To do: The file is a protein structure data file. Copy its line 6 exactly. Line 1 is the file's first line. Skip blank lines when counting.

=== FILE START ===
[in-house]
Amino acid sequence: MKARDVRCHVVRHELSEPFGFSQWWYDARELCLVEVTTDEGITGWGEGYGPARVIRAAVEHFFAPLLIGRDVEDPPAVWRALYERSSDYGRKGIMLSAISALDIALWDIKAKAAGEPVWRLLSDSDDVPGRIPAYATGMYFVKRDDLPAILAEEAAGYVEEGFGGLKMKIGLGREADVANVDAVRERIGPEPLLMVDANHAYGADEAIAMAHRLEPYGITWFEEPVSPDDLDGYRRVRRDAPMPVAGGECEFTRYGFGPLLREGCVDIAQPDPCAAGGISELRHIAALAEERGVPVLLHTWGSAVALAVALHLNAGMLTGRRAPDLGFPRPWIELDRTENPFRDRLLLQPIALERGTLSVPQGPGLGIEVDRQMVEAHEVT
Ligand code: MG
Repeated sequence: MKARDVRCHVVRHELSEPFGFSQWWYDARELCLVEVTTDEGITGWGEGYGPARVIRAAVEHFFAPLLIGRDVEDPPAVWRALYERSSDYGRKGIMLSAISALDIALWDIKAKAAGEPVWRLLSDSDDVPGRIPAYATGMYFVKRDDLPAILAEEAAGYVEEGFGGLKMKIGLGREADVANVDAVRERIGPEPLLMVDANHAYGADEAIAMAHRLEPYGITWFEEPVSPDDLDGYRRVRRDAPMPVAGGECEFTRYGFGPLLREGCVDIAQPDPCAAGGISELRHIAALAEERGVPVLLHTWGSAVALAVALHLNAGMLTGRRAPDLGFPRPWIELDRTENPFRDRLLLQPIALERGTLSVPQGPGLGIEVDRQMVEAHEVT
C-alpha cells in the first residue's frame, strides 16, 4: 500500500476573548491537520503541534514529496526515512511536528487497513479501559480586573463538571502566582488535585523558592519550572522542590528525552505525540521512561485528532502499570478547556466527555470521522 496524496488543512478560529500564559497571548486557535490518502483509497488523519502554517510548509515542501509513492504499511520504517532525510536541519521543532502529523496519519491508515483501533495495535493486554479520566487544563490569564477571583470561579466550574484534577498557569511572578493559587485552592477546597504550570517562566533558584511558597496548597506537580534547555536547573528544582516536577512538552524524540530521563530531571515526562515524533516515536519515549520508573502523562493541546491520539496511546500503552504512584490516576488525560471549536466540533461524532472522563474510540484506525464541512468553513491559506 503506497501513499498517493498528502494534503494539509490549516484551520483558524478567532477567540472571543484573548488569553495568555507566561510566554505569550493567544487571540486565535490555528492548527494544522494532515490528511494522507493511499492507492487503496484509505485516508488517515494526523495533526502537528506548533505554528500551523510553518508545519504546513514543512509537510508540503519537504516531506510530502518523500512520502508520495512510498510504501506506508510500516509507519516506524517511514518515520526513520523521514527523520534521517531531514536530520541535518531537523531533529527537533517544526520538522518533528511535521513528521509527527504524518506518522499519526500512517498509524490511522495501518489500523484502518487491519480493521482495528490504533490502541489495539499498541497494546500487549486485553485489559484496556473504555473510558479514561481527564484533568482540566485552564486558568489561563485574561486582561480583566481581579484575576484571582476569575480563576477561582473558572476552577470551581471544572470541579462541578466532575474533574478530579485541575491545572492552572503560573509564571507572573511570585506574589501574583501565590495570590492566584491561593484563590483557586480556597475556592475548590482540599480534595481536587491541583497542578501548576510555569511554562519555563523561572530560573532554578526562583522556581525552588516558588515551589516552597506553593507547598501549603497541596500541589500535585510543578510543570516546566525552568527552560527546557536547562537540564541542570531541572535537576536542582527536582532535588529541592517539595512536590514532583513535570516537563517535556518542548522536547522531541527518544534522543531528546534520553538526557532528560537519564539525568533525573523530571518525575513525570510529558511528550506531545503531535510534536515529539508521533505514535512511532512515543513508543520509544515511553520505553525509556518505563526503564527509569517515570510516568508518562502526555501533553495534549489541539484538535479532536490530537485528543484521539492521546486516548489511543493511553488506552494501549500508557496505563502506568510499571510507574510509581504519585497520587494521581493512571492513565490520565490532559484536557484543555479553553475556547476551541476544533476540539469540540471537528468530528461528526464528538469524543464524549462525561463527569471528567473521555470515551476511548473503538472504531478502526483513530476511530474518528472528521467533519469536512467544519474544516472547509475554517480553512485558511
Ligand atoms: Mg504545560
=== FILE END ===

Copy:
Ligand atoms: Mg504545560